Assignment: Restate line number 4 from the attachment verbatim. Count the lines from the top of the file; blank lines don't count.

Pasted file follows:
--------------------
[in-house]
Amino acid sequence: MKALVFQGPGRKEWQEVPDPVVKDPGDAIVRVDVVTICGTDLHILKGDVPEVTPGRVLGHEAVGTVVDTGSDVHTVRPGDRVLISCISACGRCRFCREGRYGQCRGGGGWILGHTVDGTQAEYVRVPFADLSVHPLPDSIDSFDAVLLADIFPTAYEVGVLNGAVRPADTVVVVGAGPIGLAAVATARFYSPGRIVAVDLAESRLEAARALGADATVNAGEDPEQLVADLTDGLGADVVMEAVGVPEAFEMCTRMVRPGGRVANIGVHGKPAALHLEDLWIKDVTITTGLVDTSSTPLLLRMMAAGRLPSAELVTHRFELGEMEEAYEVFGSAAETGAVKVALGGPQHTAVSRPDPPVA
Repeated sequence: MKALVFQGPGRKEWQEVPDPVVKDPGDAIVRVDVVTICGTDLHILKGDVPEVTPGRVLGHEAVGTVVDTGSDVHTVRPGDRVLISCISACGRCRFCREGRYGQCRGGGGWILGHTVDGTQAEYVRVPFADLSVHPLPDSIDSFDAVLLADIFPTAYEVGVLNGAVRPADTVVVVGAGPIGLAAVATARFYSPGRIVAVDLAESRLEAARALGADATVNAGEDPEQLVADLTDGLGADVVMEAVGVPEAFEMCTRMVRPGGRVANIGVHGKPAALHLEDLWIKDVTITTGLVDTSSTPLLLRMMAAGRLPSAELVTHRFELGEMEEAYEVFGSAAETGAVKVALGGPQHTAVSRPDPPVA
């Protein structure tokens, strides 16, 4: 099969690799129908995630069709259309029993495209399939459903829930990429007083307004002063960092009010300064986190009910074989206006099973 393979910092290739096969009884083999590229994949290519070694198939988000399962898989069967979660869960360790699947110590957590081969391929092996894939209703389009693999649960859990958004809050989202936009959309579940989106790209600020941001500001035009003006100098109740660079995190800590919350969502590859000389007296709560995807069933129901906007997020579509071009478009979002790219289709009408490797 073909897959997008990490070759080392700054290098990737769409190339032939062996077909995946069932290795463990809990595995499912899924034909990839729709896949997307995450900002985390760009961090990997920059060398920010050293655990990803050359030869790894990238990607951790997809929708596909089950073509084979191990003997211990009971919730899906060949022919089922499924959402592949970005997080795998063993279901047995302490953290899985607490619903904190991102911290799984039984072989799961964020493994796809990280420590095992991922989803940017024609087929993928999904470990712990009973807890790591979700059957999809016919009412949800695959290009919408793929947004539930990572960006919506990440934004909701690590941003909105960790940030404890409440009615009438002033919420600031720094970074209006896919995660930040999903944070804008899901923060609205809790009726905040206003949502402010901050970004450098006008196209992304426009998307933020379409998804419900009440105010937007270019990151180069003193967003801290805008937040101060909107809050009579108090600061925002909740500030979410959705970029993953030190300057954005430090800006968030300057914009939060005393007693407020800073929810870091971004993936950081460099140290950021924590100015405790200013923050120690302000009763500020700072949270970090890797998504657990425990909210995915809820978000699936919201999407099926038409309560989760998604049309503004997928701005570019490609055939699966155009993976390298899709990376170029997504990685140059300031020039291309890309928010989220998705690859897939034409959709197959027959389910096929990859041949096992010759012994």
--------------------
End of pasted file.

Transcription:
């Protein structure tokens, strides 16, 4: 099969690799129908995630069709259309029993495209399939459903829930990429007083307004002063960092009010300064986190009910074989206006099973 393979910092290739096969009884083999590229994949290519070694198939988000399962898989069967979660869960360790699947110590957590081969391929092996894939209703389009693999649960859990958004809050989202936009959309579940989106790209600020941001500001035009003006100098109740660079995190800590919350969502590859000389007296709560995807069933129901906007997020579509071009478009979002790219289709009408490797 073909897959997008990490070759080392700054290098990737769409190339032939062996077909995946069932290795463990809990595995499912899924034909990839729709896949997307995450900002985390760009961090990997920059060398920010050293655990990803050359030869790894990238990607951790997809929708596909089950073509084979191990003997211990009971919730899906060949022919089922499924959402592949970005997080795998063993279901047995302490953290899985607490619903904190991102911290799984039984072989799961964020493994796809990280420590095992991922989803940017024609087929993928999904470990712990009973807890790591979700059957999809016919009412949800695959290009919408793929947004539930990572960006919506990440934004909701690590941003909105960790940030404890409440009615009438002033919420600031720094970074209006896919995660930040999903944070804008899901923060609205809790009726905040206003949502402010901050970004450098006008196209992304426009998307933020379409998804419900009440105010937007270019990151180069003193967003801290805008937040101060909107809050009579108090600061925002909740500030979410959705970029993953030190300057954005430090800006968030300057914009939060005393007693407020800073929810870091971004993936950081460099140290950021924590100015405790200013923050120690302000009763500020700072949270970090890797998504657990425990909210995915809820978000699936919201999407099926038409309560989760998604049309503004997928701005570019490609055939699966155009993976390298899709990376170029997504990685140059300031020039291309890309928010989220998705690859897939034409959709197959027959389910096929990859041949096992010759012994």